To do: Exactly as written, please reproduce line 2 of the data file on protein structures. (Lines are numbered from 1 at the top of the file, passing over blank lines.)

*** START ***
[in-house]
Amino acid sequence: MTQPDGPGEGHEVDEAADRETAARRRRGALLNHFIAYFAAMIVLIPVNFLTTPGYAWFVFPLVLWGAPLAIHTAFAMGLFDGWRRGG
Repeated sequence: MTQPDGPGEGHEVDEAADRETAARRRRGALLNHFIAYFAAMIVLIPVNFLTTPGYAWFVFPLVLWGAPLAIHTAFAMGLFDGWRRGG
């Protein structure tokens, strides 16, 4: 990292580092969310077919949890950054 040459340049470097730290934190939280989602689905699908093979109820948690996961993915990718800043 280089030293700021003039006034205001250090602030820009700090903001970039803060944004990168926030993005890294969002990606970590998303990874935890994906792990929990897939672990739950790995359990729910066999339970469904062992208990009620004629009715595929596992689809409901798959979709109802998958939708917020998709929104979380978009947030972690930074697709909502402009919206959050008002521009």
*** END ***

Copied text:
Amino acid sequence: MTQPDGPGEGHEVDEAADRETAARRRRGALLNHFIAYFAAMIVLIPVNFLTTPGYAWFVFPLVLWGAPLAIHTAFAMGLFDGWRRGG